New Scanner: MR device to make it easier for patients

Gavin Maliska, Managing Editor, Greenwood Commonwealth

Bigger and better is the idea behind the new magnetic resonance (MR) technology acquired by Greenwood Leflore Hospital, a machine that pro­vides improved images for physicians and a more comfortable, relaxed expe­rience for patients.

Purchased by the hospital for $1.26 million from Canon Medical Sys­tems, the new Vantage Titan MR was designed to improve performance and create a better experience for patients who can feel anxious and claustropho­bic while lying inside the “bore” of the machine, according to Claire Smith, MR safety officer and supervi­sor.

A bigger bore allows more air and space in front of the patient, and a shorter bore means less of a patient’s body is inside the machine at any one time. Improvement in audio lessens the sound of the machine for most procedures, she said.

The larger space also allows for larger people to undergo MR scans, increasing the maximum capacity of the machine to people weighing 550 pounds, Smith said.

“The Canon Medical Sys­tems Vantage Titan is a dra­matic improvement over traditional open-bore 1.5T MR systems, as it offers the largest and widest bore available with a significant reduction in noise,” Smith said.

“Patients are more at ease without having to use seda­tion”, said Lynn Bryant, hospi­tal radiology director.

The scanner was installed in December 2018, and the hospital sent Smith to Irvine, California, twice for training at Canon’s Institute of Advanced Imaging. A Canon technician spent weeks on site training hospital staff on the machine, Smith said.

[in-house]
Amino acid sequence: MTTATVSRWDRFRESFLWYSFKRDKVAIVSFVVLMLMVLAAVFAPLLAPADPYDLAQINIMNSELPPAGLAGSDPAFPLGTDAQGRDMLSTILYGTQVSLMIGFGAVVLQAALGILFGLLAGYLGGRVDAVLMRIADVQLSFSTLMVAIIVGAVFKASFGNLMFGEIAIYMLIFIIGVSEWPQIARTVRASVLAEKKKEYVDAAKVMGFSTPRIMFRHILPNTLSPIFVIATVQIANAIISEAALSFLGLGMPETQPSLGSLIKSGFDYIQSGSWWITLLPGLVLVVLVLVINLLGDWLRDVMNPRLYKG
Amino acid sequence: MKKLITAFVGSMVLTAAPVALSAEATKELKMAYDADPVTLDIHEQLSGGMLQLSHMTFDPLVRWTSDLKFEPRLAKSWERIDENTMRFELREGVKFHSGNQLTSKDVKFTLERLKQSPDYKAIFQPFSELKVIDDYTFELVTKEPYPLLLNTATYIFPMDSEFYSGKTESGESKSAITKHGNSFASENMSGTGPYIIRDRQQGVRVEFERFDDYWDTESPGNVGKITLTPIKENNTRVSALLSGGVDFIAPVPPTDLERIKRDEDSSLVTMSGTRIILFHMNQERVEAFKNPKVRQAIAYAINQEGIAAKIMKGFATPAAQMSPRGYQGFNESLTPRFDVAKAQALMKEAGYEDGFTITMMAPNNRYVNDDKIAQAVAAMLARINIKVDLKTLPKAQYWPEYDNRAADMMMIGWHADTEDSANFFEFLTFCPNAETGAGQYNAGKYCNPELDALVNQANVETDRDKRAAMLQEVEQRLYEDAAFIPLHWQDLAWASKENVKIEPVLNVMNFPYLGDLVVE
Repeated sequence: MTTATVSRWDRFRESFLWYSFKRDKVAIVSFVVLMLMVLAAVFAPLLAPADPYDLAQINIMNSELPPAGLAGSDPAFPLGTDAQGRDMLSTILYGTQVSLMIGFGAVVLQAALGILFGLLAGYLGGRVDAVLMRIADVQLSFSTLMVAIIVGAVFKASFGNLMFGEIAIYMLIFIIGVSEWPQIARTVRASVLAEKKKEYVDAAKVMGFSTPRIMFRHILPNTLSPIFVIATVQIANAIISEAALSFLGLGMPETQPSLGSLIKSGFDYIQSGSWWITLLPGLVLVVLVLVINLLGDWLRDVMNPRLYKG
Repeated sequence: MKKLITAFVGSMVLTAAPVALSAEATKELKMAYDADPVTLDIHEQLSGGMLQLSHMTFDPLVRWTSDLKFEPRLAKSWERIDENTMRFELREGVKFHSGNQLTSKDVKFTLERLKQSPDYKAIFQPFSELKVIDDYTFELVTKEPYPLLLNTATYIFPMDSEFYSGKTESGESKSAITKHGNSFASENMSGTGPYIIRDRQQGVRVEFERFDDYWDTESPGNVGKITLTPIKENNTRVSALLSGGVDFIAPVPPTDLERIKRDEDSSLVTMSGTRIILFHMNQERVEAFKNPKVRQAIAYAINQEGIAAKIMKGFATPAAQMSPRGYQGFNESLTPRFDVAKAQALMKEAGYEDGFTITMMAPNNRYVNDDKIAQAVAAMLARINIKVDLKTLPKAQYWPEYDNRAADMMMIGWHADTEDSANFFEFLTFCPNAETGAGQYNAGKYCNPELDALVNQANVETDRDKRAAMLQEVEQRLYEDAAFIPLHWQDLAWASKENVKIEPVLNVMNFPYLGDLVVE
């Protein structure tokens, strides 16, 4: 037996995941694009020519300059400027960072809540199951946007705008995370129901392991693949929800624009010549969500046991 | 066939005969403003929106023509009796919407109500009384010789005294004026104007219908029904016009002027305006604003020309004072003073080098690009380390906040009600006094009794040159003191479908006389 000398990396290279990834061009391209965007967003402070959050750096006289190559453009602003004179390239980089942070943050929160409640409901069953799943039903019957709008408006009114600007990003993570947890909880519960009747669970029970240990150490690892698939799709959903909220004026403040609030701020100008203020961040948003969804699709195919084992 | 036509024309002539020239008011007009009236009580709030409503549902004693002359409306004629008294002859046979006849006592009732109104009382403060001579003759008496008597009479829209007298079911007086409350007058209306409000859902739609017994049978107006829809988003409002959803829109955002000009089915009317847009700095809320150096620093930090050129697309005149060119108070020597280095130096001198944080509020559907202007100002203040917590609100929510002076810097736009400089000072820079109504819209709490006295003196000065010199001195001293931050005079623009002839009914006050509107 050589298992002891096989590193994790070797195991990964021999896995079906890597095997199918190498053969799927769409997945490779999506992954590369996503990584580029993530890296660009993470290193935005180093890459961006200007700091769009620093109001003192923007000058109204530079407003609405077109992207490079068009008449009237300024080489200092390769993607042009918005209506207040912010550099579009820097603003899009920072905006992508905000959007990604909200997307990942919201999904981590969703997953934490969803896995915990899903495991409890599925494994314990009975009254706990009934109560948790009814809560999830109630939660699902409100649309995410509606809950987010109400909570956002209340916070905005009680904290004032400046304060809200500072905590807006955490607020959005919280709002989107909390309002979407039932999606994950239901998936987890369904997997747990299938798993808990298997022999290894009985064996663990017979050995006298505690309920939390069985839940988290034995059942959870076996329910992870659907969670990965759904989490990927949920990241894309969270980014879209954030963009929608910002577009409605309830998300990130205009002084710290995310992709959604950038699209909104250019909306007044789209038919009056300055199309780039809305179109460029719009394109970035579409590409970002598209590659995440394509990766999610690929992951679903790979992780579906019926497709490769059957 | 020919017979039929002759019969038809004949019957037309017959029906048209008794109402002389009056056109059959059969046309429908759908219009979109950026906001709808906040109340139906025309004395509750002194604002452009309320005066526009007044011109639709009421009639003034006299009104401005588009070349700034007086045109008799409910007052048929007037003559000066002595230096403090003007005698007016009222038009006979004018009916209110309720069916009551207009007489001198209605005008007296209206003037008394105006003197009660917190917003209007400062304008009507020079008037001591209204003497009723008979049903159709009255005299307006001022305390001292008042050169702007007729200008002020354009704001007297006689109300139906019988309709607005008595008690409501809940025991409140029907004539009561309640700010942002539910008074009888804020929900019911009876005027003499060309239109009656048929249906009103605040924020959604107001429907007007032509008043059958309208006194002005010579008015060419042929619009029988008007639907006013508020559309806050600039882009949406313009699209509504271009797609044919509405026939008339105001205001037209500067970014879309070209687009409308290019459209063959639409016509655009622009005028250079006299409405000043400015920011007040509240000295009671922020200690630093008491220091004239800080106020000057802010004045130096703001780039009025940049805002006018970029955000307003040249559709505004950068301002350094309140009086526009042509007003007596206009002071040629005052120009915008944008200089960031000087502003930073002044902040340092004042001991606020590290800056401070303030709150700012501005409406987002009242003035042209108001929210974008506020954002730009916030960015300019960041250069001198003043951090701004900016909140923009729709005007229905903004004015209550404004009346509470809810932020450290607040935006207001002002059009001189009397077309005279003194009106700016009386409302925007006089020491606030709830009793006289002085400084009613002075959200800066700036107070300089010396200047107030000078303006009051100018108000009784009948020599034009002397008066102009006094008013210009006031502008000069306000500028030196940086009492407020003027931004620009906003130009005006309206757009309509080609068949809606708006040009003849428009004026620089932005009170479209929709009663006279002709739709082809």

The hospital averages around 300 patients each month receiving MR imaging, and it can be for anything, “head-to-toe”, Smith said. The average scan takes about 15 minutes.

The new scanner’s technology also allows for reduced use of the injection of contrasting dyes when an MR scanner is used to track blood flow.

“With this new scanner, we don’t have to use it as much”, Smith said. “It has new tech­nology that we can see blood flow without using it.”

A news release from the hospital said reduced use of contrasting agents is impor­tant, because gadolinium, the most common contrast agent used for magnet resonance imaging and magnetic reso­nance angiography (MRA) exams, has been directly linked to a sometimes fatal disease that occurs in patients with renal insufficiency, called nephrogenic systemic fibrosis or dermopathy.